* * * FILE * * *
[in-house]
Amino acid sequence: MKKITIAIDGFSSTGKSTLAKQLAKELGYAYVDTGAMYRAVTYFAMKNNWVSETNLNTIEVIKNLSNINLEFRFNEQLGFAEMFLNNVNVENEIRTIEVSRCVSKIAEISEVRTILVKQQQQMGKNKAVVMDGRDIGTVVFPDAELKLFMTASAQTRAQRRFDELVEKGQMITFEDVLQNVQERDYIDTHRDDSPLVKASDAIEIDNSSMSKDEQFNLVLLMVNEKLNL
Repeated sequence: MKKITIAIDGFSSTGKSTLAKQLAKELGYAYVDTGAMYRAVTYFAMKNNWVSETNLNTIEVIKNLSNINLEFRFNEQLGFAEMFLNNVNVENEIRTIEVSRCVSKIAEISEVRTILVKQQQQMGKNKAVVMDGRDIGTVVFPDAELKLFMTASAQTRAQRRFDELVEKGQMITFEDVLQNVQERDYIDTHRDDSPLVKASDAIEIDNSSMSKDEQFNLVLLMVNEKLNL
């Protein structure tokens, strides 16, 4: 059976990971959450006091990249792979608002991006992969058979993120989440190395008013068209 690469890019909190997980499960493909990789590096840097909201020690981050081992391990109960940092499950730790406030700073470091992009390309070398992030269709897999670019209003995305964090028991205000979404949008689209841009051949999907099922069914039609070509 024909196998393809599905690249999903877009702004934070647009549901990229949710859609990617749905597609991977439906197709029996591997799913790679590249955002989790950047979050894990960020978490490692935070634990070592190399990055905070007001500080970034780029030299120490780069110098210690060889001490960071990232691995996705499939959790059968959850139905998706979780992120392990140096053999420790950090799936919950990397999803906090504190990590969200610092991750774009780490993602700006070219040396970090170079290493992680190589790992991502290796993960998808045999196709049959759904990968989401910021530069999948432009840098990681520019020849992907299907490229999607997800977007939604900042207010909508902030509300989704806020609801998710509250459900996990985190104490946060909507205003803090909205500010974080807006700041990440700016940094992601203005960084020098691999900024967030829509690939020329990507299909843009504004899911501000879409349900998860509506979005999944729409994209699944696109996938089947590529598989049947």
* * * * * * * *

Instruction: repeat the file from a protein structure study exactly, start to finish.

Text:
[in-house]
Amino acid sequence: MKKITIAIDGFSSTGKSTLAKQLAKELGYAYVDTGAMYRAVTYFAMKNNWVSETNLNTIEVIKNLSNINLEFRFNEQLGFAEMFLNNVNVENEIRTIEVSRCVSKIAEISEVRTILVKQQQQMGKNKAVVMDGRDIGTVVFPDAELKLFMTASAQTRAQRRFDELVEKGQMITFEDVLQNVQERDYIDTHRDDSPLVKASDAIEIDNSSMSKDEQFNLVLLMVNEKLNL
Repeated sequence: MKKITIAIDGFSSTGKSTLAKQLAKELGYAYVDTGAMYRAVTYFAMKNNWVSETNLNTIEVIKNLSNINLEFRFNEQLGFAEMFLNNVNVENEIRTIEVSRCVSKIAEISEVRTILVKQQQQMGKNKAVVMDGRDIGTVVFPDAELKLFMTASAQTRAQRRFDELVEKGQMITFEDVLQNVQERDYIDTHRDDSPLVKASDAIEIDNSSMSKDEQFNLVLLMVNEKLNL
């Protein structure tokens, strides 16, 4: 059976990971959450006091990249792979608002991006992969058979993120989440190395008013068209 690469890019909190997980499960493909990789590096840097909201020690981050081992391990109960940092499950730790406030700073470091992009390309070398992030269709897999670019209003995305964090028991205000979404949008689209841009051949999907099922069914039609070509 024909196998393809599905690249999903877009702004934070647009549901990229949710859609990617749905597609991977439906197709029996591997799913790679590249955002989790950047979050894990960020978490490692935070634990070592190399990055905070007001500080970034780029030299120490780069110098210690060889001490960071990232691995996705499939959790059968959850139905998706979780992120392990140096053999420790950090799936919950990397999803906090504190990590969200610092991750774009780490993602700006070219040396970090170079290493992680190589790992991502290796993960998808045999196709049959759904990968989401910021530069999948432009840098990681520019020849992907299907490229999607997800977007939604900042207010909508902030509300989704806020609801998710509250459900996990985190104490946060909507205003803090909205500010974080807006700041990440700016940094992601203005960084020098691999900024967030829509690939020329990507299909843009504004899911501000879409349900998860509506979005999944729409994209699944696109996938089947590529598989049947």